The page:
Cued task-specific training is better than exercise in improving sit-to-stand in patients with Parkinson's disease: A randomized controlled trial

Mov Disord. 2008 Mar 15;23(4):501-9. doi: 10.1002/mds.21509.

Abstract

We examined whether 4 weeks of audio-visual (AV) cued task-specific training could enhance sit-to-stand (STS) and whether the treatment effects could outlast the treatment period by 2 weeks. Fifty-two subjects with PD completed the study. They were randomly allocated to receive 4 weeks of AV cued task-specific training, conventional exercise (Ex), or no treatment (control). Each subject was assessed before, at the end of 2 and 4 weeks of treatment, and 2 weeks after treatment ended. After 2 weeks of training, the AV group significantly increased the peak horizontal velocity (by 13%, P<0.01) when compared with the Ex group. After 4 weeks of training, AV group increased both peak horizontal and vertical velocities, respectively by 18% and 51%, and reduced the time taken to complete STS by 25%. These improvements were greater than those of the Ex group, who showed 8% (nonsignificant between-group) and 20% (P<0.05 between-group) increases respectively for peak horizontal and vertical velocities, and 10% decrease in movement time (P<0.05). Worth-noting is the improvements in AV group could be carried over to 2 weeks after treatment ended. These findings provided concrete evidence for the use of AV cued task-specific training to reeducate STS in patients with PD.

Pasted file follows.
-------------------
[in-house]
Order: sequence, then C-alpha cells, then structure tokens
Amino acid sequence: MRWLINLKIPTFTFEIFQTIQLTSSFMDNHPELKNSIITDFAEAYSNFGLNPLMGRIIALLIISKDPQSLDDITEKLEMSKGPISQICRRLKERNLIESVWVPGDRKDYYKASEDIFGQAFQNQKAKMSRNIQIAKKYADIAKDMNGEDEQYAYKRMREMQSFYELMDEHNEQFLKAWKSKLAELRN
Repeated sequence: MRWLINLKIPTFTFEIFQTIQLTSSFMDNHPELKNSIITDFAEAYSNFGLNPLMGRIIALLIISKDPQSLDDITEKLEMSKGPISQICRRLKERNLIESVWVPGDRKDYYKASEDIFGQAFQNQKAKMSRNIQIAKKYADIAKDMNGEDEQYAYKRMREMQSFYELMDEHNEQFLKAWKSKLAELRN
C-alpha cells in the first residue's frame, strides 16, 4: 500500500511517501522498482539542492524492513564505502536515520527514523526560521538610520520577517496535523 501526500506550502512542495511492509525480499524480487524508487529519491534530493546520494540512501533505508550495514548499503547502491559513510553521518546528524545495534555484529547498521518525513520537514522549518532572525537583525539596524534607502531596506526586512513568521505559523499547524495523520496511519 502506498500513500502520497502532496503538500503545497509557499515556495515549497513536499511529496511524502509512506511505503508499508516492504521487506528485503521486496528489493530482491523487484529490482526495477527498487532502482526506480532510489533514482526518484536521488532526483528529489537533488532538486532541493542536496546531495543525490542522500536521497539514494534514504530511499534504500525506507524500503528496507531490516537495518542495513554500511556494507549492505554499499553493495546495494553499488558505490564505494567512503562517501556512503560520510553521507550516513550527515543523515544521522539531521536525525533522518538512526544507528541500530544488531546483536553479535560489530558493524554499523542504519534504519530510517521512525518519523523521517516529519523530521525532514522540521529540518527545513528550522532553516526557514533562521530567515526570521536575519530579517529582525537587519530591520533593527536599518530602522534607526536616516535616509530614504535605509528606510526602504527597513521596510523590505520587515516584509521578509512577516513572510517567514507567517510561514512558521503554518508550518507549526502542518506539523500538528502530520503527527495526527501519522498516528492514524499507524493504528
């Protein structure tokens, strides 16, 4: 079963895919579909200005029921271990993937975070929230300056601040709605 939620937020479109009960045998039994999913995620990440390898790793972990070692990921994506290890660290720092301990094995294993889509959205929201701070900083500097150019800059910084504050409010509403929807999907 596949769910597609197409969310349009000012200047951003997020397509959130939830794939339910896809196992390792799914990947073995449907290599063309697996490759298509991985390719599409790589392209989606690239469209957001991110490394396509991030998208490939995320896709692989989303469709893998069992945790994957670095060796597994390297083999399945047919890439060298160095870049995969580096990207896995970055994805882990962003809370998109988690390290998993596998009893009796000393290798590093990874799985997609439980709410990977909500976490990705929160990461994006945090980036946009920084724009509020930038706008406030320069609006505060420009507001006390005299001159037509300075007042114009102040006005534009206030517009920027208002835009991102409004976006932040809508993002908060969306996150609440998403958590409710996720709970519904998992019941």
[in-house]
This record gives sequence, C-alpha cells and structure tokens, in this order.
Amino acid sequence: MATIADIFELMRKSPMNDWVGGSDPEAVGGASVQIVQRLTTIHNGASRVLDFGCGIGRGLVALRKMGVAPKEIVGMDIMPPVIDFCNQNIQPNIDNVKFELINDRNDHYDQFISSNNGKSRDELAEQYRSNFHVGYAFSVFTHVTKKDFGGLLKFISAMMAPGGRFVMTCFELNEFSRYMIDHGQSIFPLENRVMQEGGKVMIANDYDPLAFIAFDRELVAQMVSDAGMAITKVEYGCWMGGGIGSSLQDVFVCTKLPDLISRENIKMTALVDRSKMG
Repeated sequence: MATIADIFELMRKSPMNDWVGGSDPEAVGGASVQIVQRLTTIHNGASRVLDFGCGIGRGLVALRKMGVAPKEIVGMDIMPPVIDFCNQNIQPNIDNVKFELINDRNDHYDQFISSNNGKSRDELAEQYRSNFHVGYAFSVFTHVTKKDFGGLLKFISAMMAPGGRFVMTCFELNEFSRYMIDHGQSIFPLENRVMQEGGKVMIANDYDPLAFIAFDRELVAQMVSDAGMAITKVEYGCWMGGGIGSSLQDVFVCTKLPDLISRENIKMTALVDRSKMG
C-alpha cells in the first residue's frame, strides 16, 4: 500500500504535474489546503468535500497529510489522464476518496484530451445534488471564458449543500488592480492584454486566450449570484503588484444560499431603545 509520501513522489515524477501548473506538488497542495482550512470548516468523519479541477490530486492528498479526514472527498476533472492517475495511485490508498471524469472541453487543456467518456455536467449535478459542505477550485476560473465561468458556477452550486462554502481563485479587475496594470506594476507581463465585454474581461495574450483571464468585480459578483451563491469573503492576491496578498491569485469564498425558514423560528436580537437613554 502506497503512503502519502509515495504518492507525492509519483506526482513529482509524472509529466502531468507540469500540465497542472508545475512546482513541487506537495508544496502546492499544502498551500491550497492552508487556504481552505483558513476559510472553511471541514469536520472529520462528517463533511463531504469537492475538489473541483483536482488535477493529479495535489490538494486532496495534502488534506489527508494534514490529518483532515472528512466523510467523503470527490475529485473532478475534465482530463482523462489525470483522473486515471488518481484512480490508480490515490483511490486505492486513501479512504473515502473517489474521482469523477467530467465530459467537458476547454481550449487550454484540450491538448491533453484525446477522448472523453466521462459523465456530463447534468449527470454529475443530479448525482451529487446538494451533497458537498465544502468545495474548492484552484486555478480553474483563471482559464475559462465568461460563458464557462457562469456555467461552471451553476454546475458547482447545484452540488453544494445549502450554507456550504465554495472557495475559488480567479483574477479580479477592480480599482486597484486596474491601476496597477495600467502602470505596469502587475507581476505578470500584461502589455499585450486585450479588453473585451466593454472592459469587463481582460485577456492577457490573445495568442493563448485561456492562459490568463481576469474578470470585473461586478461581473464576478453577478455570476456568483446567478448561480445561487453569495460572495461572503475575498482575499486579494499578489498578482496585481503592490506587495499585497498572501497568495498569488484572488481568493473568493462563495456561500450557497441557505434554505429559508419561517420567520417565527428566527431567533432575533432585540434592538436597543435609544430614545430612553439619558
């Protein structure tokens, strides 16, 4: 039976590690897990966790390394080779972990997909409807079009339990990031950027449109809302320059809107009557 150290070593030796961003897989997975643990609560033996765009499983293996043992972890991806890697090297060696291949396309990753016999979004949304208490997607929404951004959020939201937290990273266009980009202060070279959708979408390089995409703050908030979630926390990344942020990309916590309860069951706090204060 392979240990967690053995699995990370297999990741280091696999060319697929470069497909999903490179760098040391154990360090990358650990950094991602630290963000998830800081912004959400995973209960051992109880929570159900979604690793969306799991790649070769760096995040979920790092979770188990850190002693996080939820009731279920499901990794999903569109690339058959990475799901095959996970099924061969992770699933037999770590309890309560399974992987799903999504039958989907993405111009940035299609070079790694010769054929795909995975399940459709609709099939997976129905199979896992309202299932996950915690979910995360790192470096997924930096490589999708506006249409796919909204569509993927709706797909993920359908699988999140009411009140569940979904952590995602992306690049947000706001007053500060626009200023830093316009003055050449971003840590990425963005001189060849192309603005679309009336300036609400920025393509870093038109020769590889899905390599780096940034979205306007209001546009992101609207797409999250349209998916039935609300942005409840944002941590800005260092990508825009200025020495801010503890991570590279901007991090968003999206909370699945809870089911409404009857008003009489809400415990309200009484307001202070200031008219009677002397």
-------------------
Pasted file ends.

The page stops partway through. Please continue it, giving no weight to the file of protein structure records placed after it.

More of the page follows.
Publication types

  • Randomized Controlled Trial
  • Research Support, Non-U.S. Gov't

MeSH terms

  • Cognition Disorders / diagnosis
  • Cognition Disorders / etiology*
  • Cognition Disorders / therapy*
  • Cues
  • Exercise*
  • Female
  • Humans
  • Male
  • Middle Aged
  • Parkinson Disease / complications*
  • Parkinson Disease / therapy*
  • Posture*
  • Psychomotor Performance*
  • Reaction Time*
  • Teaching*
  • Time Factors
  • Visual Perception